进入JavaScript的第一课

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现在您在学习一些关于JavaScript的理论,以及您可以拿它来做些什么。通过一个完整的练习指导,我们将会带给您一个了解JavaScript基本功能的速成课。在这里您一步接一步地将会建立一个简单的“猜数字”游戏。

前提: 基本的计算机知识,对HTML和CSS初步了解,知道JavaScript是什么。
目标: 拥有一点编写JavaScript的经验,至少会获得关于编写JavaScript时应当涉及到些什么的基本认识。

您不会被要求立即理解所有代码的细节——现在我们只是想把高级概念介绍给您,以及给您一个JavaScript(以及其他编程语言)是如何工作的。在随后的文章中,你将会再次看到这些功能的更多细节。

Note: 你在JavaScript中看到的许多代码特性和其他编程语言类似— 函数、循环,等等。 代码语法看起来不同,但是在概念上是基本类似的。

像程序员一样思考

 学习编程中最困难的事情之一不是你需要学习的语法,而是如何使用它来解决现实世界中的问题。 你需要开始像程序员一样思考 — 这通常涉及到你的程序需要做什么的描述,以及完成这些功能需要写哪些代码, 并且如何使它们协同工作。

这需要努力工作、代码经验以及练习的结合 — 还有一些创造力。写得越多,得到的就越多。我们不会保证让你5分钟内开发出“程序员大脑”, 但是会在这些课程中给你足够的练习。

考虑到这一点, 让我们一起看看本篇文章中我们要做的示例,并且一步步分析该如何完成。

示例 — 猜数字游戏

在本文中,我们将向你展示如何构建出简单的游戏,可以看如下代码:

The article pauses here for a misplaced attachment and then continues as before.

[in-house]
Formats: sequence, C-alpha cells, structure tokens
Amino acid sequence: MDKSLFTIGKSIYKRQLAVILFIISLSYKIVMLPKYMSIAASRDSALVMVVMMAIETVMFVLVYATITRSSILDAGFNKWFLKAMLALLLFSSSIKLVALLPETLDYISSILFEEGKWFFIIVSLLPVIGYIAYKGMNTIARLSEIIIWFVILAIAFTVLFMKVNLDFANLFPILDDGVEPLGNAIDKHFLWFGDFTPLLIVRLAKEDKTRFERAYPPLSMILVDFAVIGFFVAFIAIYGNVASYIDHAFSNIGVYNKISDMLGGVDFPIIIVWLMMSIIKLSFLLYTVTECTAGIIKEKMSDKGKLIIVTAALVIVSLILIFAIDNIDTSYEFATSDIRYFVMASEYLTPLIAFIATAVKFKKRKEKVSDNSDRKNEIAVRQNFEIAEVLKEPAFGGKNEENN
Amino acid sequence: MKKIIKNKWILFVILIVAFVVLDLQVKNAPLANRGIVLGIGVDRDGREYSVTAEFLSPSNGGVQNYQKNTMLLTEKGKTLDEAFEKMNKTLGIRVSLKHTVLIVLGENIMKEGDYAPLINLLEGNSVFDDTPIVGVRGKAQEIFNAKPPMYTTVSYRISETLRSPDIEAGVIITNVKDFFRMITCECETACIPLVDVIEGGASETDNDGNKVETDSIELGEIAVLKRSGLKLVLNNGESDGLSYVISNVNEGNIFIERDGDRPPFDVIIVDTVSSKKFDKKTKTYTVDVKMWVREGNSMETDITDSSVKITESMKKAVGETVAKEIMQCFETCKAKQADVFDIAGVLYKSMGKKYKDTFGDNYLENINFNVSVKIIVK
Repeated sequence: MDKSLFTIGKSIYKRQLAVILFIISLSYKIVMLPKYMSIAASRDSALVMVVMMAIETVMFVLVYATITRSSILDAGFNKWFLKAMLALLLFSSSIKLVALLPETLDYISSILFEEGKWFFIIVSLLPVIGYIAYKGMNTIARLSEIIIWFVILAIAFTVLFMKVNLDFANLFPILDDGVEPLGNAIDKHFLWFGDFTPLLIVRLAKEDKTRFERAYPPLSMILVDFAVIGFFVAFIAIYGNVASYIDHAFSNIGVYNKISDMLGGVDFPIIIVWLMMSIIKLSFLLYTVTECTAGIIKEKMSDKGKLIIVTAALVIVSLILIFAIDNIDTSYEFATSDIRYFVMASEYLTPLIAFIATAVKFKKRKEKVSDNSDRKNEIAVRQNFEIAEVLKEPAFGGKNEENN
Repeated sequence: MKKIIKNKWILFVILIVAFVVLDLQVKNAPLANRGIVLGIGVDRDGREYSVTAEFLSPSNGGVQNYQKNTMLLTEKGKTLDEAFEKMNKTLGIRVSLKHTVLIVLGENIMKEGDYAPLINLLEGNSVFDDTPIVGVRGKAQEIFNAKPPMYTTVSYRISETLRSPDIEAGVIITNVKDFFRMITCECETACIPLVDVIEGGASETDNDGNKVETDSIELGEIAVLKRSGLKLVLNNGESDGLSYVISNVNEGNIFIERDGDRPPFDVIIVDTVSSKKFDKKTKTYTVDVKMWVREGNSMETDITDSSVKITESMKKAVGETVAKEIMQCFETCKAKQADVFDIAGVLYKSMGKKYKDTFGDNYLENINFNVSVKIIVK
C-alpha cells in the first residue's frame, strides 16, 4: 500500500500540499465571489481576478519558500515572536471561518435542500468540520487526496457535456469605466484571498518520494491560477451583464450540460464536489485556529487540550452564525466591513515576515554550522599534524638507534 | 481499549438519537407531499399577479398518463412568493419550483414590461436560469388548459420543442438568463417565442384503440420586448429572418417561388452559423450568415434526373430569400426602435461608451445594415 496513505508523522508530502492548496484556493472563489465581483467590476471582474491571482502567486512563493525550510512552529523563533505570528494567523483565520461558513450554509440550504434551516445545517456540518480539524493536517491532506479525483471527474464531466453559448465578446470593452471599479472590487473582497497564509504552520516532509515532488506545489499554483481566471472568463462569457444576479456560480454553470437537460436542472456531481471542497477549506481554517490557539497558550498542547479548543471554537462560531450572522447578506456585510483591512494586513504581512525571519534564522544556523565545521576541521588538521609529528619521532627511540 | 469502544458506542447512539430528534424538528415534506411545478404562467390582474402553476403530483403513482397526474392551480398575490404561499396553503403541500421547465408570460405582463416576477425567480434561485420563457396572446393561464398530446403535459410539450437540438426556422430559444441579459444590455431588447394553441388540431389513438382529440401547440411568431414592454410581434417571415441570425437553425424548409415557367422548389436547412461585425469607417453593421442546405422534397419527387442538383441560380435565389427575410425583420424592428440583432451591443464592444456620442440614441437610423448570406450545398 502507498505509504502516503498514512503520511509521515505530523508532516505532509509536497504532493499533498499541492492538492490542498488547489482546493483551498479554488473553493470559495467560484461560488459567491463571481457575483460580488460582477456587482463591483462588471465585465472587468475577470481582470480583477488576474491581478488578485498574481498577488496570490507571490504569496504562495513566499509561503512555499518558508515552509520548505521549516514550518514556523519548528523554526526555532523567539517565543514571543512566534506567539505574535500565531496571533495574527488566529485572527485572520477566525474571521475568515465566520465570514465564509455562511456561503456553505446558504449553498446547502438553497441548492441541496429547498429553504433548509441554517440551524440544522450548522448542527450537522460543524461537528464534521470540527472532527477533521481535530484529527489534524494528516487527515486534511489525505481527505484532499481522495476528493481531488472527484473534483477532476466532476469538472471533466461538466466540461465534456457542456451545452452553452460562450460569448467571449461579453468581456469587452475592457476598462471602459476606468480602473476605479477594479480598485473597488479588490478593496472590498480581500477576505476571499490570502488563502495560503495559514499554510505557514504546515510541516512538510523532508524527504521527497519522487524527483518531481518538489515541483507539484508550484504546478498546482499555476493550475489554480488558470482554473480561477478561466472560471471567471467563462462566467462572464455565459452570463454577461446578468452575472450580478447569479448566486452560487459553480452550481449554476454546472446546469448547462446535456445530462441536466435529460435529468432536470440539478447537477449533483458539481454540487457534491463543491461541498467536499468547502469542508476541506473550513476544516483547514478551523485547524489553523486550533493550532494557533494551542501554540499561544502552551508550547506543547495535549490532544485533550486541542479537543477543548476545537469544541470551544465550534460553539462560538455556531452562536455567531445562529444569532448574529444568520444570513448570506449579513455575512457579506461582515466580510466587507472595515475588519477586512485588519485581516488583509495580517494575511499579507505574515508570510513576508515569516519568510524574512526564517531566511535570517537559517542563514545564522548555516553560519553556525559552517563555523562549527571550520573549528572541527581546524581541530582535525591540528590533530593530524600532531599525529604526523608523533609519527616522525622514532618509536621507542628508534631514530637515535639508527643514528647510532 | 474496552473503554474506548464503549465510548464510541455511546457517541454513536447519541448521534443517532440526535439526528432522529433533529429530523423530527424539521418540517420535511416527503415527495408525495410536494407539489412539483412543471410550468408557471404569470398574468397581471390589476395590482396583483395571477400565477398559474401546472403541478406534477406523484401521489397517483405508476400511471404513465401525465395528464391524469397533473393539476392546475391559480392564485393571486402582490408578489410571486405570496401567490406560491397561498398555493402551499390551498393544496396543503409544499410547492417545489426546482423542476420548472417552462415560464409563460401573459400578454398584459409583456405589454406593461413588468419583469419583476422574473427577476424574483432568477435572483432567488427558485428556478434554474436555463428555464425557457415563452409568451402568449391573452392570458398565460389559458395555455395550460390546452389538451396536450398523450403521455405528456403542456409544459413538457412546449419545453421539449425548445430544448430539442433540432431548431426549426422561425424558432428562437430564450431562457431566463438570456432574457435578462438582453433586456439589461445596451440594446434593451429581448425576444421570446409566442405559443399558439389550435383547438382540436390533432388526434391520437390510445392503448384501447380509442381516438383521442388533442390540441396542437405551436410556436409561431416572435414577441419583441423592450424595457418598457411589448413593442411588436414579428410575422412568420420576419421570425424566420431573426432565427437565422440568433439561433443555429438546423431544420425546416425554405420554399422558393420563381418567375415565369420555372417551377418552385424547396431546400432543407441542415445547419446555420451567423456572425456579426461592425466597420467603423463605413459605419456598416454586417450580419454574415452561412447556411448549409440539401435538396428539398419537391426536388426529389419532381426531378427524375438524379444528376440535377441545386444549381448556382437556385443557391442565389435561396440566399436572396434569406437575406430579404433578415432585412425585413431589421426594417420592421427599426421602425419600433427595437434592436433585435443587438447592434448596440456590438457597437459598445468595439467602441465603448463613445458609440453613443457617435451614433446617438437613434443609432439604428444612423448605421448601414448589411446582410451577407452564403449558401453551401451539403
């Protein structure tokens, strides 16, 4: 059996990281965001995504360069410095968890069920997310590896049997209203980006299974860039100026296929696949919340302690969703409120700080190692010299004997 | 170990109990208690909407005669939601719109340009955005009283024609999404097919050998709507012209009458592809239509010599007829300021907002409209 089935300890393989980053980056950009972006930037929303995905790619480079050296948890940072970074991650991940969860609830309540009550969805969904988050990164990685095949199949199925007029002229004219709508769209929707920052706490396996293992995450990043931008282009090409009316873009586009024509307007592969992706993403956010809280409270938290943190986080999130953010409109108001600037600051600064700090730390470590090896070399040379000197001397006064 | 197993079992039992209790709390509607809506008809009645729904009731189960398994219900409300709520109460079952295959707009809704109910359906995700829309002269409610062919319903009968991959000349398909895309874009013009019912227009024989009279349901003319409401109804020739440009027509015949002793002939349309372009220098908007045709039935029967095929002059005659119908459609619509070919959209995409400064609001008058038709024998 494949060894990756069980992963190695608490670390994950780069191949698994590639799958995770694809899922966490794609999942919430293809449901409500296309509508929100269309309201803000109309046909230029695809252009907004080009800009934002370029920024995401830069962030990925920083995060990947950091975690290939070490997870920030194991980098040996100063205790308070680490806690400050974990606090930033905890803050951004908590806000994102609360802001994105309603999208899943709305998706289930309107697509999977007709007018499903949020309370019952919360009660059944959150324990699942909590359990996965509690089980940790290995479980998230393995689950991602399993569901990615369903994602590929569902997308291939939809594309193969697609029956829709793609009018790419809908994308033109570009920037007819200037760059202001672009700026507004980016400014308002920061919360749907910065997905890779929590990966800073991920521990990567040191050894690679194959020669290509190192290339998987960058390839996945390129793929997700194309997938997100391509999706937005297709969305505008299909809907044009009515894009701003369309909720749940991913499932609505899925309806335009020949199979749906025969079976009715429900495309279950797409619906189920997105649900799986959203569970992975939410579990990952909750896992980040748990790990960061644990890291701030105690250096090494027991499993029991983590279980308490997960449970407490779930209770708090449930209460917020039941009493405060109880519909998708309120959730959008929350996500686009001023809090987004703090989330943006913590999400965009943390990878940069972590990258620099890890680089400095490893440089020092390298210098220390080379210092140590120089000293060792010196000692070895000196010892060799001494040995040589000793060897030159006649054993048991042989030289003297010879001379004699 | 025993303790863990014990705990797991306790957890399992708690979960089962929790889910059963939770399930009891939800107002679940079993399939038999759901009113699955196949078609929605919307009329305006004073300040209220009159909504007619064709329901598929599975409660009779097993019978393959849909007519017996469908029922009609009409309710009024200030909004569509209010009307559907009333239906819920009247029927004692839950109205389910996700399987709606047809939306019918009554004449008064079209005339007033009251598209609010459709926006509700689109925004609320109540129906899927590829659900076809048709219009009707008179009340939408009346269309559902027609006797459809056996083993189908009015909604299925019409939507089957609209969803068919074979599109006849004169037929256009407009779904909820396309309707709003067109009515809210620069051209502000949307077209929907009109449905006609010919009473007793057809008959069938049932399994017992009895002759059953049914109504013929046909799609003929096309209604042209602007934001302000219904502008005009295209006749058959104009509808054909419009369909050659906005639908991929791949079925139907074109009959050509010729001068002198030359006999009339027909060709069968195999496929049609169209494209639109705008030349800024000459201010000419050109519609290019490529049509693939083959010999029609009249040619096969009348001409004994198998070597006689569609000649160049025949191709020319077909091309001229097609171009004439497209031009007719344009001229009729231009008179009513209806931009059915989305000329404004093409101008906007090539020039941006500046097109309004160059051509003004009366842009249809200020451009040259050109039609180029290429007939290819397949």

先去玩一玩 — 再继续前进之前熟悉一下。

让我们想象一下,你的老板给你简要的描述了这个游戏

我想让你创建一个可以猜数字的游戏,它会在1~100以内随机选择一个数, 然后让玩家挑战在10轮以内猜出这个数字,每一轮都要告诉玩家正确或者错误, 如果出错了,则告诉他数字是低了还是高了,并且还要告诉玩家之前猜的数字是什么。 一旦玩家猜测正确,或者他们用完了回合,游戏将结束。 游戏结束后,可以让玩家选择再次开始。

参考上面的简介,我们可以做的第一件事就是尽可能简单的可操作的步骤, 尽可能多的采用程序员思维:

  1. 定义一个1~100内的随机数;
  2. 记录玩家进行到第几轮了,从1开始;
  3. 给玩家提供一个猜数字的方法;
  4. 一旦用户提交了数据,就会被记录在某个地方,可以让用户再次看到之前的猜测;
  5. 下一步,判断一下猜得对不对;
  6. 如果是正确的:
    1. Display congratulations message.
    2. Stop the player from being able to enter more guesses (this would mess the game up).
    3. Display control allowing the player to restart the game.
  7. If it is wrong and the player has turns left:
    1. Tell the player they are wrong.
    2. Allow them to enter another guess.
    3. Increment the turn number by 1.
  8. If it is wrong and the player has no turns left:
    1. Tell the player it is game over.
    2. Stop the player from being able to enter more guesses (this would mess the game up).
    3. Display control allowing the player to restart the game.
  9. Once the game restarts, make sure the game logic and UI are completely reset, then go back to step 1.

Let's now move forward, looking at how we can turn these steps into code, building up the example, and exploring JavaScript features as we go.

初始设置